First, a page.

“The trouble with the world is that the stupid are cocksure
and the intelligent full of doubt.”
A decade or two ago, I happened across a quote by Bertrand Russell. Two things caught my eye: (1) his ‘definition’ of fascism matched what appeared to be underway in the US at least since the 1980 election of Ronald Reagan, and (2) Russell had penned the line in 1940, two years before I was born.
“The first step in a fascist movement is the combination under an energetic leader of a number of men who possess more than the average share of leisure, brutality, and stupidity. The next step is to fascinate fools and muzzle the intelligent, by emotional excitement on the one hand and terrorism on the other.” ~Bertrand Russell: Freedom; (Harcourt Brace, 1940)
I was curious. I had heard of Russell, of course, but having not been much of a humanities student whilst in college all those years ago, I was largely unfamiliar with the specifics of his work, of his ideas. So I dug a little deeper and found tons more tidbits of B.R. wisdom. Here are a small handful that demonstrate, to me, Russell’s immense capacity for rational thought as well as his amazing ability to clearly summarize most any topic, all-the-while subtly exposing popular fallacies in the process.
“Neither a man nor a crowd nor a nation can be trusted to act humanely or to think sanely under the influence of a great fear.”
“We may define ‘faith’ as a firm belief in something for which there is no evidence. [and] We only speak of faith when we wish to substitute emotion for evidence.”
“If throughout your life you abstain from murder, theft, fornication, perjury, blasphemy, and disrespect towards your parents, your Church, and your king, you are conventionally held to deserve moral admiration even if you have never done a single kind or generous or useful action. This very inadequate notion of virtue . . . has done untold harm.”
“If you think that your belief is based upon reason, you will support it by argument, rather than by persecution, and will abandon it if the argument goes against you. But if your belief is based on faith, you will realize that argument is useless, and will therefore resort to force either in the form of persecution or by stunting and distorting the minds of the young in what is called ‘education.’ This last is peculiarly dastardly since it takes advantage of the defenselessness of immature minds. Unfortunately it is practiced in a greater or less degree in the schools of every civilized country.”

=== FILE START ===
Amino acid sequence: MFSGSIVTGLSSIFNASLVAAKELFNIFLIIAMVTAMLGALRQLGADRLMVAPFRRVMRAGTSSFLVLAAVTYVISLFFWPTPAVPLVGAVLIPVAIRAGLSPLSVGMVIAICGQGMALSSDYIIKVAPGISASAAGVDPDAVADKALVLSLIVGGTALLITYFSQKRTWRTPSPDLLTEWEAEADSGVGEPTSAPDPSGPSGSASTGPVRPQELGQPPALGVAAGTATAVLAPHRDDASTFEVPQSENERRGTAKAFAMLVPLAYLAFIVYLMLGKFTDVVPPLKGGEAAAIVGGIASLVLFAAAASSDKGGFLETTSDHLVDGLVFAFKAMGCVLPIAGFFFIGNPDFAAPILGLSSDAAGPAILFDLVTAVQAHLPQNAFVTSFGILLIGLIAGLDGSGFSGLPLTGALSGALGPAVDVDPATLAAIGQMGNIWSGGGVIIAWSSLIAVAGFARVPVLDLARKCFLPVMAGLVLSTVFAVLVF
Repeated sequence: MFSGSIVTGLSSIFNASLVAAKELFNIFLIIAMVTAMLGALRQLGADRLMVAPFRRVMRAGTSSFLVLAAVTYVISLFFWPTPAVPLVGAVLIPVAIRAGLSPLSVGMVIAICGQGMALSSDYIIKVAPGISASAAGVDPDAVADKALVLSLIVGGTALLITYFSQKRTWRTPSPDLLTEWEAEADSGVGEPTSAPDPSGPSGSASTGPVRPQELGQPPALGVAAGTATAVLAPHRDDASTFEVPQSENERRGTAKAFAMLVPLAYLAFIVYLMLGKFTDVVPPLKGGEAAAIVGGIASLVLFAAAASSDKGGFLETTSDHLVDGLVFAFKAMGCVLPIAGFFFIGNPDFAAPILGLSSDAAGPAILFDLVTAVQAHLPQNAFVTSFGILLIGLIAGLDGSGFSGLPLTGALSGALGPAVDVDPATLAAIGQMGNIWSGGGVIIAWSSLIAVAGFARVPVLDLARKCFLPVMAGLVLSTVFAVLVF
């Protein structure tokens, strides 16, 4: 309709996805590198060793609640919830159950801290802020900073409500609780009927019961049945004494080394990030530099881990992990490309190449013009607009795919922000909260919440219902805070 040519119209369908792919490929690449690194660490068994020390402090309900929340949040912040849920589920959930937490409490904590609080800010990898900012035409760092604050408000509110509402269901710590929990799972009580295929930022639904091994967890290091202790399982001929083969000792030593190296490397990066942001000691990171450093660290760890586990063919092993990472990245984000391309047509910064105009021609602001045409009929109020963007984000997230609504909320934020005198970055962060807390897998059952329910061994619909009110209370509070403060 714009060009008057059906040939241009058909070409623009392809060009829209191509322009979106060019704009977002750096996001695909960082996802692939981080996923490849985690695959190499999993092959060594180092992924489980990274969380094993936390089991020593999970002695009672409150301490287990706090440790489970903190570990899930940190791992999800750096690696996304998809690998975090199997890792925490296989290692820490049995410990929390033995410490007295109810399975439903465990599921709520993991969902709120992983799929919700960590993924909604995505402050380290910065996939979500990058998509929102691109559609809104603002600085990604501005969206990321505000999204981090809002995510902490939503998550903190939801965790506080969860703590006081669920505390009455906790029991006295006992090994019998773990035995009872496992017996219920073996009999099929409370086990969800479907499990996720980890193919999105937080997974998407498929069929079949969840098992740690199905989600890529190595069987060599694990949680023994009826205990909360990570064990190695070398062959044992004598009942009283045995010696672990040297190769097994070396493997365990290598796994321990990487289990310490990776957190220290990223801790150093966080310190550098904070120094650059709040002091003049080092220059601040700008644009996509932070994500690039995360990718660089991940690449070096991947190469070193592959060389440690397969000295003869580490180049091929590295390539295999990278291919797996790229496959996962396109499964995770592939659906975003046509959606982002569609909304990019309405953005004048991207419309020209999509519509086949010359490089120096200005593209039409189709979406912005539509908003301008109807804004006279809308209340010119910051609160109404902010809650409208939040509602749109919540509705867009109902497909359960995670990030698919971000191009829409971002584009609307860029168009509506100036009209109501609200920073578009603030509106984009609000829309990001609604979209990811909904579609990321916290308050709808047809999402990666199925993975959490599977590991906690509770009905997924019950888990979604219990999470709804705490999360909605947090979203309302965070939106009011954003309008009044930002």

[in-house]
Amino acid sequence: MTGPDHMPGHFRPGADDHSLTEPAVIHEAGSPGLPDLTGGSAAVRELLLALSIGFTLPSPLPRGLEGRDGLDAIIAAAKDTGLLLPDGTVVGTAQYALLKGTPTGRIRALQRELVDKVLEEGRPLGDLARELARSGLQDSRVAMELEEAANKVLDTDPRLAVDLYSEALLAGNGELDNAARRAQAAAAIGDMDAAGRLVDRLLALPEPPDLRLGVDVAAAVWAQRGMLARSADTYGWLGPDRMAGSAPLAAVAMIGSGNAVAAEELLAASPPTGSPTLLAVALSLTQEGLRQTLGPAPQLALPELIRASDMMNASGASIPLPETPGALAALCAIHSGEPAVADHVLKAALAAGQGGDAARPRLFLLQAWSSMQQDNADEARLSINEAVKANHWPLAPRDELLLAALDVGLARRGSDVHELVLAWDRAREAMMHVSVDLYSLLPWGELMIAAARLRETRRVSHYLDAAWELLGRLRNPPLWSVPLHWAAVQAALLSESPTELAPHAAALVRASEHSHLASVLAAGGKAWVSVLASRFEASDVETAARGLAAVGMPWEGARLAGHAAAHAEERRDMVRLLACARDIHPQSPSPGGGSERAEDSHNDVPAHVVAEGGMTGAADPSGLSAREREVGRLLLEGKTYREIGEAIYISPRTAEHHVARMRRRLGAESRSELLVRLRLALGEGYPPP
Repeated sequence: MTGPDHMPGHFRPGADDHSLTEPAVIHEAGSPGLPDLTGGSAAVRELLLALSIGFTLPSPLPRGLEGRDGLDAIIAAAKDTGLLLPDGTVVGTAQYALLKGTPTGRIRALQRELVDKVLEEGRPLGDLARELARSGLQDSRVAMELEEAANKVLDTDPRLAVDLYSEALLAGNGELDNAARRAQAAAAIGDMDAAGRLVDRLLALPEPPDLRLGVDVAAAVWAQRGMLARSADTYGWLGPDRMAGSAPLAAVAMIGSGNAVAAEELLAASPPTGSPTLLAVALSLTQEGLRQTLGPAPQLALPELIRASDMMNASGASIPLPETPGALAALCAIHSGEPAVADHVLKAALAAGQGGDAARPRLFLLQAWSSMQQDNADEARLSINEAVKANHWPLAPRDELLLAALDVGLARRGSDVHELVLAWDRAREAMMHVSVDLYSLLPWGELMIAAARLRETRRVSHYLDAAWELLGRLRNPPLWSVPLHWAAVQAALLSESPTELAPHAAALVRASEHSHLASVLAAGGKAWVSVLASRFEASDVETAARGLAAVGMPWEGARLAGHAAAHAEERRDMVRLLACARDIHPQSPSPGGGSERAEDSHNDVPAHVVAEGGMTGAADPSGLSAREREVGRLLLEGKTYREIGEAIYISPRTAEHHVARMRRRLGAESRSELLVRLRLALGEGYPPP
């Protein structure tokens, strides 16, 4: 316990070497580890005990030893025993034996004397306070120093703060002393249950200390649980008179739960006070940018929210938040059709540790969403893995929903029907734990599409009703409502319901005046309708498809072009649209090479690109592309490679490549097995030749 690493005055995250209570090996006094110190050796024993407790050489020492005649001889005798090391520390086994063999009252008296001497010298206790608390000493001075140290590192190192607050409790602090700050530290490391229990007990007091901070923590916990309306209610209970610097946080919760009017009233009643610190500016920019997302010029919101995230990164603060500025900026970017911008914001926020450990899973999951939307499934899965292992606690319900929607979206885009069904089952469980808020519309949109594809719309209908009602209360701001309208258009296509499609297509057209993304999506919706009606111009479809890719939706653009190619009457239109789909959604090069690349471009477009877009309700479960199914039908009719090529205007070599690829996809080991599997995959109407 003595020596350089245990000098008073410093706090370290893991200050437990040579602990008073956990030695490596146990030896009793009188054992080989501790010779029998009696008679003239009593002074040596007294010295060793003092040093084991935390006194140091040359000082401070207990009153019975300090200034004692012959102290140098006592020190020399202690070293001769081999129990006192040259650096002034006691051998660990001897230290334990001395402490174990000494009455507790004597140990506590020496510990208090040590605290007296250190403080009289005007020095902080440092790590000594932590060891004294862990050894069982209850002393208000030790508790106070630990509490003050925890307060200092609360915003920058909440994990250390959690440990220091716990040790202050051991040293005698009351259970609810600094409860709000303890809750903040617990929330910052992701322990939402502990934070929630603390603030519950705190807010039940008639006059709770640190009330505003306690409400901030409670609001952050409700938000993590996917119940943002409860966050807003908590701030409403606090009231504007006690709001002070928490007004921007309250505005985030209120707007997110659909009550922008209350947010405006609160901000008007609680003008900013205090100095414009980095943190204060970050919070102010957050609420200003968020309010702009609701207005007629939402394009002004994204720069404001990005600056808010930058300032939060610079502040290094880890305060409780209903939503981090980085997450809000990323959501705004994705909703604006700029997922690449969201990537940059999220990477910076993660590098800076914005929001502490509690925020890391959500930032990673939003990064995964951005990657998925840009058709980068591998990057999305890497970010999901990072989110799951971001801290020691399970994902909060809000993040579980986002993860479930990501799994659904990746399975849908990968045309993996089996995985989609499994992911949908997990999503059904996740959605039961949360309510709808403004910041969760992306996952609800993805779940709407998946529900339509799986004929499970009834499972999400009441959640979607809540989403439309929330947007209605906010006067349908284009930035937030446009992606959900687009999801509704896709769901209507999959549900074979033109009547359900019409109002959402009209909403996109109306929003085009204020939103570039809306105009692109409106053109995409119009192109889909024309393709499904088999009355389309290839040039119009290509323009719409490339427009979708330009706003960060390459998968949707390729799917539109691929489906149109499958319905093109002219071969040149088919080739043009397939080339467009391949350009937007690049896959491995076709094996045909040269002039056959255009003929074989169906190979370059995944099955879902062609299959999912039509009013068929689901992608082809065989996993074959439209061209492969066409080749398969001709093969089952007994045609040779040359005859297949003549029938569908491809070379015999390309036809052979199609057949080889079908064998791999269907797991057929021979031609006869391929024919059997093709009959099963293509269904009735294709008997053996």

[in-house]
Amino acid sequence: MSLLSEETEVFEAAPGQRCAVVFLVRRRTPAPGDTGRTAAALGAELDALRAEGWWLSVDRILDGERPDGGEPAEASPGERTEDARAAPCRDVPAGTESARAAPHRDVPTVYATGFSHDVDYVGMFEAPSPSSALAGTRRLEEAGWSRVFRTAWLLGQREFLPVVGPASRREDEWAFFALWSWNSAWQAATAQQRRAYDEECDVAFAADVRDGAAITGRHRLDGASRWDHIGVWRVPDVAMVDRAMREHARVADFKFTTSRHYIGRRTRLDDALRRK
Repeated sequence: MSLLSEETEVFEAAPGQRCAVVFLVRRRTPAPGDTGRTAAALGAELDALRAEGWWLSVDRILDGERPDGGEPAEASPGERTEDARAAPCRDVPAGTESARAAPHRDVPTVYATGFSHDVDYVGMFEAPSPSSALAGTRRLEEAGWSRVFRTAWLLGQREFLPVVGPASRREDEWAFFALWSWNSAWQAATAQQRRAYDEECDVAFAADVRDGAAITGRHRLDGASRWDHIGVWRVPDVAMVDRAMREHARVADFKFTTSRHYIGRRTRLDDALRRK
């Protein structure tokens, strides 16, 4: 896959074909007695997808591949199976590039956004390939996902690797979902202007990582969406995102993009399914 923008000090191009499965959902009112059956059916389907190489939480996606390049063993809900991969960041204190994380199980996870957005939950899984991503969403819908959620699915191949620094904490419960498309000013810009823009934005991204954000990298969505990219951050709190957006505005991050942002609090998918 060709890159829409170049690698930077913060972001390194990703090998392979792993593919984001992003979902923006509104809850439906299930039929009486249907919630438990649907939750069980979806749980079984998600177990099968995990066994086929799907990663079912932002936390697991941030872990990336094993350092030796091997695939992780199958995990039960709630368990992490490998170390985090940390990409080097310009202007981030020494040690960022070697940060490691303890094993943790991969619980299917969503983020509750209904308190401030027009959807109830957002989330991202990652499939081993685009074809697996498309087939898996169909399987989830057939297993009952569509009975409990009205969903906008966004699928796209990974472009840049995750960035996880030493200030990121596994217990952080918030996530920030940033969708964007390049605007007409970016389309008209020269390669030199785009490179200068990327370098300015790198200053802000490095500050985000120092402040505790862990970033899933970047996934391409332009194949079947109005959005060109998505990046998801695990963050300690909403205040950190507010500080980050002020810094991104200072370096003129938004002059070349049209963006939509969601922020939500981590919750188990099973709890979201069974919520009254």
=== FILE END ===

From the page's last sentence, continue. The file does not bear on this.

And then there’s this GEM!
“The date of the creation of the world (according to the orthodox view) can be inferred from the genealogies in Genesis, which tell how old each patriarch was when his oldest son was born. Some margin of controversy was permissible, owing to certain ambiguities and to differences between the Septuagint and the Hebrew text; but in the end Protestant Christendom generally accepted the date 4004 B.C., fixed by Archbishop Usher. Dr. Lightfoot, Vice-Chancellor of the University of Cambridge, who accepted this date for the Creation, thought that a careful study of Genesis made even greater precision possible; the creation of man, according to him, took place at 9.00 A.M. on October 23rd. This, however, has never been an article of faith; you might believe, without risk of heresy, that Adam and Eve came into existence on October 16th or October 30th, provided your reasons were derived from Genesis. The day of the week was, of course, known to have been Friday, since God rested on the Saturday.”
Undercurrent thesis stated another way,
“Dogma demands authority, rather than intelligent thought, as the source of opinion; it requires persecution of heretics and hostility to unbelievers; it asks of its disciples that they should inhibit natural kindliness in favor of systematic hatred.”
Bertrand Russell (1872 – 1970) lived a long and extremely productive life. I’ll not even attempt to make a list his accomplishments — the multi-paged Wikipedia link embedded above offers a detailed summary of his life; it also includes links to more detailed information for any who so desire. Suffice to say that in my somewhat shriveled and mediocre mind, I see the world in much the same way as he did — a footnote I readily admit and accept.
Here, for example, is Russell speaking of God and Religion in 1959. Curiously, he and I do share one tiny bit of religious ‘history.’ When asked when he decided not to remain a believer in the Christian beliefs he’d been taught, he said that “by the time I was eighteen, I discarded the last of them.” For me, likewise. 🙂
“Collective fear stimulates herd instinct, and tends to produce ferocity
toward those who are not regarded as members of the herd.”
21st Century GOP defined. Amen.